In some cases, Republican lawmakers’ campaigns were almost entirely bankrolled by CLF. The super PAC spent over $15 million boosting Reps. Nicole Malliotakis of New York, Burgess Owens of Utah, and Troy Nehls of Texas. All of them voted to overturn the election results. In addition to ad spending, CLF ran field programs and canvassing operations for the candidates.

CLF wrote in its memo that it “carried the entire GOP TV advertising presence” in Nehls’ race and CLF "carried nearly all GOP advertising" for Malliotakis.

SLF, meanwhile, has aided the campaigns of three senators who objected to the 2020 election results: Sens. Rick Scott, R-Fla., and Josh Hawley, R-Mo., who were elected in 2018, and Roger Marshall, R-Kan., who won his seat last year.

Corporate Titans And Big Donors Keep Giving

Despite CLF and SLF’s associations with lawmakers who voted to overturn the election, the super PACs haven’t seen any fundraising problems since Trump supporters stormed the U.S. Capitol in January.

During the first half of the year, for example, the groups took in big donations from fossil fuel companies. CLF received $1 million from OTA Holdings, a subsidiary of the Louisiana oil and gas company Enterprise Products Partners, and $500,000 from Chevron. WPX Energy, an oil and gas company that recently merged with Devon Energy, gave $250,000 to the House committee, while Valero Energy gave $100,000.

SLF, meanwhile, received nearly $2.8 million from oil and gas companies, including the $2 million donation from Occidental on the day of the insurrection, as well as $625,000 from Chevron and $150,000 from the Colorado-based Ovinitiv USA.

Some of the money coming into CLF has been dark money. The group received about $3.5 million, or 30 percent of its haul so far this year, from American Action Network, an affiliated nonprofit that doesn’t have to disclose its donors.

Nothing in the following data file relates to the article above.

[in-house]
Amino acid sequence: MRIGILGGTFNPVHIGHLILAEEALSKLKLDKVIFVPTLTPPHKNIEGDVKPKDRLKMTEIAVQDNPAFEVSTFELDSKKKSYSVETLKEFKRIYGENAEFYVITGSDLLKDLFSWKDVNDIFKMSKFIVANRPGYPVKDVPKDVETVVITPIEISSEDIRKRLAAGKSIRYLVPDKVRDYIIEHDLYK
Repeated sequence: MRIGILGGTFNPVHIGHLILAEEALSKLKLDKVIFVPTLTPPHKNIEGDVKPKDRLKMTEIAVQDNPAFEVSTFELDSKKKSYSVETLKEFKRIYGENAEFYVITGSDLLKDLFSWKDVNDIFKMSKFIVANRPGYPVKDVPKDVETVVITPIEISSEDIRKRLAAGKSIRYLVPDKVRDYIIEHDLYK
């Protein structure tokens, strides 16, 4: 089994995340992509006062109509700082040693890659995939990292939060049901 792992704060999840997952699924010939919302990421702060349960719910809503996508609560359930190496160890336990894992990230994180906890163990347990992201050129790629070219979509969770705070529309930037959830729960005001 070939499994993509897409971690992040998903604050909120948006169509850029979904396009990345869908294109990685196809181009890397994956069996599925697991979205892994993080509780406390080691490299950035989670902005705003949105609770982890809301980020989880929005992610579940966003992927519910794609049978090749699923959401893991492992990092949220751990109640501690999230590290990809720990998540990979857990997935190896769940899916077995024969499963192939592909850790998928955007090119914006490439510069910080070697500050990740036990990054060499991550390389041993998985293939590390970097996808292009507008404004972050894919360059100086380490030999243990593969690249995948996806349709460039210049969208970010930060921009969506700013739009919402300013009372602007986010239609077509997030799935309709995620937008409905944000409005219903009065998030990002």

CLF also received nearly $3 million from five billionaires: Ken Griffin, the CEO of Citadel LLC ($1 million); Paul Singer, Co-CEO of Elliott Management ($1 million); investment banker Warren Stephens ($500,000); Robert Rowling, the founder of TRT Holdings, which owns Omni Hotels and used to own Gold’s Gym ($250,000); and businessman Philip Anschutz ($125,000).

Hillwood Development, the commercial real estate firm founded by Ross Perot Jr., donated $1 million to CLF.

Other top individual donors included Ronald Cameron ($250,000), the owner and CEO of the poultry company Mountaire Farms, and Walter Buckley Jr. ($228,100), the CEO of the venture capital firm Actua Corporation. Cameron also gave $250,000 to the SLF.

Corporate interests also continued donating to the Republican Attorneys General Association (RAGA), which supports GOP candidates in state attorneys general races, after its nonprofit arm helped direct people to the January 6 protest preceding the insurrection at the Capitol.

RAGA received corporate donations from AT&T ($125,000), Anheuser-Busch ($105,000), Pfizer ($51,000), T-Mobile ($50,000), Postmates ($40,000), and Mastercard ($25,000).

Editor’s note: This article previously stated that TRT Holdings owns Gold's Gym, but Gold's Gym was sold to RSG Group last year.